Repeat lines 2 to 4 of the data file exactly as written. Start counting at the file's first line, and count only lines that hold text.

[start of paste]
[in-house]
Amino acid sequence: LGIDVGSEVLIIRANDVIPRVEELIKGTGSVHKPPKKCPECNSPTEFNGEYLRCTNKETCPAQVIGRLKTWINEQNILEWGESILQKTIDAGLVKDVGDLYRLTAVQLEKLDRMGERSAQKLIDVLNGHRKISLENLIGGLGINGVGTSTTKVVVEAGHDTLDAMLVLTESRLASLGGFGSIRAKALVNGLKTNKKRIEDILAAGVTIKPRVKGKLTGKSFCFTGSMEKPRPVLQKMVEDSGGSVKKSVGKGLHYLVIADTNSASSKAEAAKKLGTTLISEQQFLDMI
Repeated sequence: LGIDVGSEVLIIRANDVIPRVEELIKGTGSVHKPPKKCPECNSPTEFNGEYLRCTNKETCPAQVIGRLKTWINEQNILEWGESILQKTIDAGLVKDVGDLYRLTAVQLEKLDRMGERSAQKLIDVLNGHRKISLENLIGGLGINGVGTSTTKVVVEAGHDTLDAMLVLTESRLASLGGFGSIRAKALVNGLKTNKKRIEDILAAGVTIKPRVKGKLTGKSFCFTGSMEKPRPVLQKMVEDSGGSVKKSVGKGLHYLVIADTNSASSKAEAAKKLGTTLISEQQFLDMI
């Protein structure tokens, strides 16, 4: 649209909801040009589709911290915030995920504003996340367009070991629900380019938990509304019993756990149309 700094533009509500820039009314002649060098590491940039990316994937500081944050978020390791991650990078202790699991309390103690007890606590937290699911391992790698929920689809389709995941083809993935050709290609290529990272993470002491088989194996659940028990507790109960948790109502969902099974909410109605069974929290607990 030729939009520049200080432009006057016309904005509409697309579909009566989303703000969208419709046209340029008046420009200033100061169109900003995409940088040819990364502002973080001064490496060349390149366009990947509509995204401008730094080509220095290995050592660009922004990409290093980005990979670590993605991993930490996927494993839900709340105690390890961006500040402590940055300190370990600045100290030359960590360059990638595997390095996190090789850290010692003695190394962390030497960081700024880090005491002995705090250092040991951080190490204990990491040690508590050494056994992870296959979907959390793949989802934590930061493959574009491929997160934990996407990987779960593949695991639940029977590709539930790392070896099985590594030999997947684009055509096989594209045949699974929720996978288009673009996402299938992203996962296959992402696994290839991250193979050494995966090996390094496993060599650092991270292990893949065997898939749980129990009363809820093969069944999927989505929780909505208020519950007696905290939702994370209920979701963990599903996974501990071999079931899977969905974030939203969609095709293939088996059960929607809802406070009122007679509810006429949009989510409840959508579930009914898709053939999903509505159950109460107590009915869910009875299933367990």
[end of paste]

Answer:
Amino acid sequence: LGIDVGSEVLIIRANDVIPRVEELIKGTGSVHKPPKKCPECNSPTEFNGEYLRCTNKETCPAQVIGRLKTWINEQNILEWGESILQKTIDAGLVKDVGDLYRLTAVQLEKLDRMGERSAQKLIDVLNGHRKISLENLIGGLGINGVGTSTTKVVVEAGHDTLDAMLVLTESRLASLGGFGSIRAKALVNGLKTNKKRIEDILAAGVTIKPRVKGKLTGKSFCFTGSMEKPRPVLQKMVEDSGGSVKKSVGKGLHYLVIADTNSASSKAEAAKKLGTTLISEQQFLDMI
Repeated sequence: LGIDVGSEVLIIRANDVIPRVEELIKGTGSVHKPPKKCPECNSPTEFNGEYLRCTNKETCPAQVIGRLKTWINEQNILEWGESILQKTIDAGLVKDVGDLYRLTAVQLEKLDRMGERSAQKLIDVLNGHRKISLENLIGGLGINGVGTSTTKVVVEAGHDTLDAMLVLTESRLASLGGFGSIRAKALVNGLKTNKKRIEDILAAGVTIKPRVKGKLTGKSFCFTGSMEKPRPVLQKMVEDSGGSVKKSVGKGLHYLVIADTNSASSKAEAAKKLGTTLISEQQFLDMI
């Protein structure tokens, strides 16, 4: 649209909801040009589709911290915030995920504003996340367009070991629900380019938990509304019993756990149309 700094533009509500820039009314002649060098590491940039990316994937500081944050978020390791991650990078202790699991309390103690007890606590937290699911391992790698929920689809389709995941083809993935050709290609290529990272993470002491088989194996659940028990507790109960948790109502969902099974909410109605069974929290607990 030729939009520049200080432009006057016309904005509409697309579909009566989303703000969208419709046209340029008046420009200033100061169109900003995409940088040819990364502002973080001064490496060349390149366009990947509509995204401008730094080509220095290995050592660009922004990409290093980005990979670590993605991993930490996927494993839900709340105690390890961006500040402590940055300190370990600045100290030359960590360059990638595997390095996190090789850290010692003695190394962390030497960081700024880090005491002995705090250092040991951080190490204990990491040690508590050494056994992870296959979907959390793949989802934590930061493959574009491929997160934990996407990987779960593949695991639940029977590709539930790392070896099985590594030999997947684009055509096989594209045949699974929720996978288009673009996402299938992203996962296959992402696994290839991250193979050494995966090996390094496993060599650092991270292990893949065997898939749980129990009363809820093969069944999927989505929780909505208020519950007696905290939702994370209920979701963990599903996974501990071999079931899977969905974030939203969609095709293939088996059960929607809802406070009122007679509810006429949009989510409840959508579930009914898709053939999903509505159950109460107590009915869910009875299933367990």